Hina.'s art is great. Hardcore Di Gi Charat fans will remember Hina.'s work from the DGC anthologies from Viz and Broccoli. Her line work is subtle - mainly using thin wispy long lines to make her cast look a longer but just as cute as Koge-Donbo's. Actually, Hina.'s technique is a quite the contrast to Koge-Donbo (who uses thicker lines with much less detailing), but she renders these character designs beautifully. What I find most impressive is how well she is also able to SD her cast. As I read more DGC titles I have found that some do this better than others do (some do it better than Koge-Donbo) and Hina. appears to move between SD and not effortlessly.
Backgrounds are meaningless in the DGC world, so Hina. does not draw in backgrounds much. This is expected, as this is a comedy title; however, that is replaced in favor of an interesting layout. At times, the characters almost seem to interact with the panels and dialogue boxes. Panel sizes and positions come in a variety of sizes and perspectives. Very fun and active art overall.Text/SFX:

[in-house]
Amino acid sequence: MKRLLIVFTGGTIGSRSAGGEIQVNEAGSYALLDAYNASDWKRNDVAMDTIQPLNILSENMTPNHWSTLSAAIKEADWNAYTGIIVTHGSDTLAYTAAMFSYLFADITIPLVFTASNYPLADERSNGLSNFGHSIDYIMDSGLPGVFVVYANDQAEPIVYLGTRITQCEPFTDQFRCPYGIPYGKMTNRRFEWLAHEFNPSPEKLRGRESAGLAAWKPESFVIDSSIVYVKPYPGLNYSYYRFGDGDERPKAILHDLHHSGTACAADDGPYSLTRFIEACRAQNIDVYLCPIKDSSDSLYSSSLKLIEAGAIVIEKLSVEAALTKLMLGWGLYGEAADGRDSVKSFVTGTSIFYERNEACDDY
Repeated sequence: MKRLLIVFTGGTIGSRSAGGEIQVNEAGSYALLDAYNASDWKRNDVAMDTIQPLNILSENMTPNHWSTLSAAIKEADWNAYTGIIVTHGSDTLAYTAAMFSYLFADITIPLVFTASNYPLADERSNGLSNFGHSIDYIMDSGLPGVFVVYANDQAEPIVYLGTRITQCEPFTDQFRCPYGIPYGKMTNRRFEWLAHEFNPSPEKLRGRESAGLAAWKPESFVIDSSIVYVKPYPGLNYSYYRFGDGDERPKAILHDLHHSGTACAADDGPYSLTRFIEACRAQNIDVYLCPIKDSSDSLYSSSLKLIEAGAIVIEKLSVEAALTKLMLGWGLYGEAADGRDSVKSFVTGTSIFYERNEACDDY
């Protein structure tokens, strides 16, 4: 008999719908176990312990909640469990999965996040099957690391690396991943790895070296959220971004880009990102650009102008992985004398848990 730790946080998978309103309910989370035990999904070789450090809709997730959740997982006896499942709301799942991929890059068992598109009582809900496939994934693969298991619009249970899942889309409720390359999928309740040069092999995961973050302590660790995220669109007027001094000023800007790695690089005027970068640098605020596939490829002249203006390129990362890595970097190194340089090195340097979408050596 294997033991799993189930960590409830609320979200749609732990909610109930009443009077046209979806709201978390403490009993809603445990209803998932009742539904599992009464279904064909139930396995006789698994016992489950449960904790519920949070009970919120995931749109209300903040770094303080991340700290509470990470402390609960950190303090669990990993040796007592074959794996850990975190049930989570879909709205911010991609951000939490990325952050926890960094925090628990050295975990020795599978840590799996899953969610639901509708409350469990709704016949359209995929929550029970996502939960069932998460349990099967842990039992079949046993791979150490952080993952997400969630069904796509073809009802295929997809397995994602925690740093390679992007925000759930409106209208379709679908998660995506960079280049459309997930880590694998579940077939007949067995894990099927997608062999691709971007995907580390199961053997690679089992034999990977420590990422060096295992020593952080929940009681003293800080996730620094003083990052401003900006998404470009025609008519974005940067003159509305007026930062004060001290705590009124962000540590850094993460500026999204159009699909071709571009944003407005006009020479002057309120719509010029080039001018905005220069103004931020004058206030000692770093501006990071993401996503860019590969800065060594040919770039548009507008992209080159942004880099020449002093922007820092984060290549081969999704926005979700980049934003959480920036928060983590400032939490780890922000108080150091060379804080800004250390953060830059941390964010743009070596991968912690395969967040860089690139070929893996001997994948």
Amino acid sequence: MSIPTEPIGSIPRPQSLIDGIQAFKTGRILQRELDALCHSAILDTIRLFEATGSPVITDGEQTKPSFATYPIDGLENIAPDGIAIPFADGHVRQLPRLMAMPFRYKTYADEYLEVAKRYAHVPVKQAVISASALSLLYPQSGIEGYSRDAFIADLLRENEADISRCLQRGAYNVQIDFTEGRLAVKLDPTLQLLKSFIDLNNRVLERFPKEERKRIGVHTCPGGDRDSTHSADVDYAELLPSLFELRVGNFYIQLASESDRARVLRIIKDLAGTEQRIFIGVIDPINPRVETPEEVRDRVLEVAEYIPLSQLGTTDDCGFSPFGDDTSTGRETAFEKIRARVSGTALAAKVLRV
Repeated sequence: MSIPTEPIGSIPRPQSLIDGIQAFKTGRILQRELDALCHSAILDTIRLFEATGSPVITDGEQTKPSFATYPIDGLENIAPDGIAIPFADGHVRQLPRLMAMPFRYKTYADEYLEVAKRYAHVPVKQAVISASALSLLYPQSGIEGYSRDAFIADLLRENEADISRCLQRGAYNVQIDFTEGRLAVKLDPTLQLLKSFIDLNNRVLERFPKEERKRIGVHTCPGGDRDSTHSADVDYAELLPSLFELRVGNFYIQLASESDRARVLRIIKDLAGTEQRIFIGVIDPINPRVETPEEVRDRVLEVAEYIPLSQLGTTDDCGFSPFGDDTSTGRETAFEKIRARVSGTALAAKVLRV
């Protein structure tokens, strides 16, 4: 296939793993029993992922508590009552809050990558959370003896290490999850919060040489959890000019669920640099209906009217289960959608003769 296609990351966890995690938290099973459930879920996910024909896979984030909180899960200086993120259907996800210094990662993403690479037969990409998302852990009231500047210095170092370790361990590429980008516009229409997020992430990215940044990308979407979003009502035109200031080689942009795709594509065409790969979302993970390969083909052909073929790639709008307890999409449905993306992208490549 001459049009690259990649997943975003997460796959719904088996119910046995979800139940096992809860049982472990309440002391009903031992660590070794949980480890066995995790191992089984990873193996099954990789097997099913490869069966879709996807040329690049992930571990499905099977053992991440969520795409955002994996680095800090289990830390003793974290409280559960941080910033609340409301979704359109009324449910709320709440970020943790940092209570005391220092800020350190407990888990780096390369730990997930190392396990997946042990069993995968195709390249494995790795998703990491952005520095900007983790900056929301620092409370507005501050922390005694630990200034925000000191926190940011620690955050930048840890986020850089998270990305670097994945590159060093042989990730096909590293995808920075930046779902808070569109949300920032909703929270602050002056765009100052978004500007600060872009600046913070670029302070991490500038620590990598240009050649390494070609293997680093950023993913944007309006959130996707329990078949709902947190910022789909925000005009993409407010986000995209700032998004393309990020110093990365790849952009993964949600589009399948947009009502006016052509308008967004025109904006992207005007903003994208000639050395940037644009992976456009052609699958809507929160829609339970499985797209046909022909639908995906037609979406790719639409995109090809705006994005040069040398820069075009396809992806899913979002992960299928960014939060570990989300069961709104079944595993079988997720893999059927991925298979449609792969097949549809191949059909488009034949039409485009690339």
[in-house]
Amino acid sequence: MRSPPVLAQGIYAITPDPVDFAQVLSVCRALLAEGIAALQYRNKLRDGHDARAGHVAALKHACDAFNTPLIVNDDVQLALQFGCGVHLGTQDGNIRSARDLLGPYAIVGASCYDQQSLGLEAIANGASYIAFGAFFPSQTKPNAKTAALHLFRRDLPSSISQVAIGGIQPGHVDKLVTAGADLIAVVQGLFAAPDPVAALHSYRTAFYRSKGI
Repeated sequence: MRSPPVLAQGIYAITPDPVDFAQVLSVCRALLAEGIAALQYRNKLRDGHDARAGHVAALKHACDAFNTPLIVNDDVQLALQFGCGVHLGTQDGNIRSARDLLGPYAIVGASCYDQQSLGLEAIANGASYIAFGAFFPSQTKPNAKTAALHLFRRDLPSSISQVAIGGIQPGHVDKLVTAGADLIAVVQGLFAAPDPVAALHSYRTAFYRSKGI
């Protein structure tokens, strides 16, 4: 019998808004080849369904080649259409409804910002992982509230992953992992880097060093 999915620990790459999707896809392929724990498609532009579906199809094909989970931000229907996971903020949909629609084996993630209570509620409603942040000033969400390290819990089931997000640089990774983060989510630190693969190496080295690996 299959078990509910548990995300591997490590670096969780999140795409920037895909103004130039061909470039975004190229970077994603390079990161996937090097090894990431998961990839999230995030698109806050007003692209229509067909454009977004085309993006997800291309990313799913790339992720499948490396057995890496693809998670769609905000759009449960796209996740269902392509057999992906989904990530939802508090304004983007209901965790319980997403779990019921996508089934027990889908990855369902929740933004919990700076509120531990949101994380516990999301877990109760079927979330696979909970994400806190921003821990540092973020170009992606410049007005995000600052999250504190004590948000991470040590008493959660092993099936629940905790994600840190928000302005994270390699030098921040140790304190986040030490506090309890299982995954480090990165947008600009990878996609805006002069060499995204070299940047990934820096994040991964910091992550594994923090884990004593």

SFX are all translated in subs that reflect the art used for the original SFX but in a smaller size. They were all very easy to read but ever so often, some of them were translated into actions instead of onomatopoeias.
The translation here is very good. Nyo's, pyo's, nyu's and gema's abound and honorifics are left in as well. The translation is really simple but it does the job. Moreover, if there is any confusion in regards to DGC background history there are three pages of translation notes to help clear things up.Contents:
(please note that content portions of a review may contain spoilers)
Being an alien has never been an easy job. There are spaceship rental fees to keep up. Maintaining resources to keep the ship and its crew in good shape can be difficult. Getting work visas can be almost impossible for beings of another planet. Then there are problems adjusting to new cultures that must be overcome as well. In Leave it to Piyoko